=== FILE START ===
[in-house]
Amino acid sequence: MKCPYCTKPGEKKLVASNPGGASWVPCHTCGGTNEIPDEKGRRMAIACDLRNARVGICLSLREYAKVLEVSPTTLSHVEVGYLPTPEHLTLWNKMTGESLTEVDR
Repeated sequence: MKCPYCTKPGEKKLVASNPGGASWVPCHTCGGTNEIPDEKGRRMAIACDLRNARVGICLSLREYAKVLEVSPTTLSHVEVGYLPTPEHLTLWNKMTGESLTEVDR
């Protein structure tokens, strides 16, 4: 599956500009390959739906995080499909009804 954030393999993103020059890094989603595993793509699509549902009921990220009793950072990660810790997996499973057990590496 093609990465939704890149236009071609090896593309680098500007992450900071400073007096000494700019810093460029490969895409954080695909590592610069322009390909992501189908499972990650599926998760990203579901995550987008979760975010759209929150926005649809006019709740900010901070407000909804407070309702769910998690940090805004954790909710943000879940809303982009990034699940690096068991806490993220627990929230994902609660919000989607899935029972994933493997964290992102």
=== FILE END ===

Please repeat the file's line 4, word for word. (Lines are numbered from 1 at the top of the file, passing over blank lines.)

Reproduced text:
């Protein structure tokens, strides 16, 4: 599956500009390959739906995080499909009804 954030393999993103020059890094989603595993793509699509549902009921990220009793950072990660810790997996499973057990590496 093609990465939704890149236009071609090896593309680098500007992450900071400073007096000494700019810093460029490969895409954080695909590592610069322009390909992501189908499972990650599926998760990203579901995550987008979760975010759209929150926005649809006019709740900010901070407000909804407070309702769910998690940090805004954790909710943000879940809303982009990034699940690096068991806490993220627990929230994902609660919000989607899935029972994933493997964290992102």